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this bike! did this guy sucker me or what.. ok, looks like this means something is bent that I do not see or one rod is longer vs the other?
how long do you think this would last before it ripped into the tire? this is the right side, left side tire clears no problem
I can not find them on www.kawasakipartshouse.com
Thanks for a newbie on this site !
i have grinding noise in my front differential. the front right wheel is turning and the left is try to turn but no movement and make sound like a gear broken. somebody have any idea ? not enough oil in diff ?
Here's a good article and video on the basics when it comes to ATV front end wheel alignments.
When you hear the words front end alignment what comes to mind? Automobiles and potholes may be the first thought. There are other four wheeled vehicles out there running over a lot more than potholes. ATVs and side-by-sides live hard lives crawling over rocks, hauling loads, and crossing trails no other man-made vehicle would dare.
One of the most basic services these vehicles call for is the adjustment of the toe-in of the front wheels. The Suzuki Eiger LT-F-400F calls for this to be checked initially after 100 mi. or 1 month of use, and every 600 mi. or 3 months for the rest of its operational life. Be it a Yamaha Banshee, 50cc mini-quad, or Kawasaki Mule this is a periodic maintenance item that is essentially the same no matter the scale of machine.
Toe-in specifically refers to the amount the front wheels are pigeon toed. At axle level the center of the front tires are closer in the front than in the back. Most ATVs and side-by-sides call for the front wheels to be slightly pigeon toed to parallel.
Keeping the toe-in aliment in specification and adjusted correctly is important for performance, safety, and tire wear. If the front end of the vehicle is in a toe-out position, duck footed, the tires will wear more rapidly and the vehicle will be inherently unstable. In addition, if the toe-in adjustment is in specification but it has been improperly adjusted it may put excess strain on the steering components.
The first step in checking the toe-in is to check the tire pressure. Make sure the tire pressure set correctly in all four tires. The air pressure in the front tires should be as close to the same as possible. Place the vehicle on a level surface and position the steering straight ahead. Be sure to check with the appropriate service manual to see if there are any extra specifics for the vehicle. The Suzuki Eiger for example calls for the vehicle to be weighted as to simulate the rider.
Make a chalk mark on the front, center of each front tire at the height of the front axle. If available set up a toe gauge so that the pointers line up with the chalk marks.
Measure the distance between the front chalk marks. Record this measurement as A. Rotate the front wheels 180° so the marks remain at axle height, but are now facing to the rear. Record the distance between the marks on the backside of the tires as B.
Subtract the front measurement A from the rear measurement B to calculate the toe-in. If the number is negative you have a toe-out condition. Compare your toe-in figure with the factory specification found in the vehicles service manual.
To adjust the toe-in loosen the lock nuts on the tie-rods. The outer tie-rod lock nuts often have left hand threads.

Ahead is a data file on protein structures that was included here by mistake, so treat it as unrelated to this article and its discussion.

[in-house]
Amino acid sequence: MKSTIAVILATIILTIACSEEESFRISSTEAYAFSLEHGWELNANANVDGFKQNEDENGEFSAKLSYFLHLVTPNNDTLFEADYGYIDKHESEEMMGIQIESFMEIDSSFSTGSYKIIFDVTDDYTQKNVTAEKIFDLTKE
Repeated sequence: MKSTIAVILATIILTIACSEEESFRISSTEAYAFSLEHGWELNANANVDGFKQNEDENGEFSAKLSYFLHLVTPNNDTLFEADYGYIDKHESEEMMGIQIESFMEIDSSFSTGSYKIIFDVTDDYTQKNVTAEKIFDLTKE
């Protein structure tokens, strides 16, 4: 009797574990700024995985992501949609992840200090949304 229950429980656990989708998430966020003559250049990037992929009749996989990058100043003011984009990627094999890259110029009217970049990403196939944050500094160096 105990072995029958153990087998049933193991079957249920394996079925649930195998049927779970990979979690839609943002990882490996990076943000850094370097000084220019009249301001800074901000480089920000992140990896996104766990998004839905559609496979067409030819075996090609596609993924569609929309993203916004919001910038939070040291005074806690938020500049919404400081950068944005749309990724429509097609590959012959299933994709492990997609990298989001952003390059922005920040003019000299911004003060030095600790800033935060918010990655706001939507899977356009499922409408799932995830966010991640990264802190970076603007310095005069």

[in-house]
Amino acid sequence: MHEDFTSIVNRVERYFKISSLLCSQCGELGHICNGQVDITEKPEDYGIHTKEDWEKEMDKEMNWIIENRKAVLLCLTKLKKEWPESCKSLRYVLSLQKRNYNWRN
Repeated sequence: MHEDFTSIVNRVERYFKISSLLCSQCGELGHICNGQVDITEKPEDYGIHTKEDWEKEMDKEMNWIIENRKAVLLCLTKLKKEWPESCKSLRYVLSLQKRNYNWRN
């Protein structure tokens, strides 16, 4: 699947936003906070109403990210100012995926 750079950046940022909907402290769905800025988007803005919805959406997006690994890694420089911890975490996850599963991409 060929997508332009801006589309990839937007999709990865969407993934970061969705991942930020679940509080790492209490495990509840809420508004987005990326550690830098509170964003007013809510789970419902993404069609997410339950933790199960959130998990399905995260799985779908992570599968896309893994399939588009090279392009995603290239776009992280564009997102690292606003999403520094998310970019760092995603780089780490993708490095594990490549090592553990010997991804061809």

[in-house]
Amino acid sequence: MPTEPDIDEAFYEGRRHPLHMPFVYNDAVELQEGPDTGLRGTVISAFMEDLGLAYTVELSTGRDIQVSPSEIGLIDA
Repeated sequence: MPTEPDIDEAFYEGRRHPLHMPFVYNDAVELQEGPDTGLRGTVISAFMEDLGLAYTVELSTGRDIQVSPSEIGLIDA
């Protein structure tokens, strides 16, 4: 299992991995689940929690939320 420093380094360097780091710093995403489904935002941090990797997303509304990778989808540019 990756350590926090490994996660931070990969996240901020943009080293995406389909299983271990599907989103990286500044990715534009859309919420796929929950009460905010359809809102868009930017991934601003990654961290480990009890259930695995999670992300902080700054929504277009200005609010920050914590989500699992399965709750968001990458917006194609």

Turn the tie rods with a wrench at the flats to change the toe-in. Be sure to evenly adjust the left and right tie-rods for proper alignment. Check with the service manual to see if there are any specifications for the length of the tire rods or the amount of threads that should be showing. If the tie-rods are not adjusted according to the OEM specifications the proper toe-in may be achieved, but the vehicle will not steer correctly and it could be at risk of breaking a tie-rod.
When the adjustment is correct hold the tie-rod flats and tighten the lock nuts to specification against each side of the tie-rod. Take a slow test ride to make sure the steering functions correctly.
Check out this additional video on ATV wheel alignments:
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By Hank Montgerard
Has anyone had success in locating replacement spindles for the Coolsports (150ST and 200) (not to be confused with coolster although may be the same types) after the shatter?
I've two quads that both have busted spindles. I've tried two different parts sites but they never shipped.
Also, has anyone ever tried to weld the steering linkage bolt hole parts back on after they crack off hitting a tree?
The rest of the quads are in good shape; stinks to not be able to ride'm due to the spindles.
(On a side note, anyone use a different aftermarket spindle as a replacement with success?)
Here is what I have collected over the years and maybe it will help someone else.
There are so many and several are too large to upload as attachments, so see any thing you need just shoot me a PM and your email and I will get them on the way to you as fast as I can.
50cc to150cc Service Manual For Tank Motorsports.pdf
1986 CH250 ELITE SERVICE MANUAL.pdf
Charging and ignition systems for atvs.pdf
Chinese ATV Frame Diagram.jpg
Chinese ATV Repair Shop Manual - Clutch Diagram - Exploded Views.jpg
Chinese ATV Repair Shop Manual - Cylinder Head Diagrams.jpg
Chinese ATV Repair Shop Manual - Torque Specifications.jpg
Chinese ATV Repair Shop Manual - Valve Clearances.jpg
Eagle ATV Fender Body Parts Exploded Diagram.jpg
Eagle ATV Rear Axle - Exploded Diagram.jpg
Piston Ring Installation 4 Stroke Engines.jpg
Trouble Shooter Guide for BATTERY DRAINED Chinese Engines.txt
Trouble Shooter Guide for NO-COMPRESSION.txt
Trouble Shooting No Crank.txt
50 to 150cc GY6 Shop Manual.pdf
Arrow 150 Engine Service Manual.pdf
Eton Shop Manual YXT-150.pdf
GY6 Shop Manual.pdf
Yerf Dog Spiderbox GX150 Service Manual.pdf
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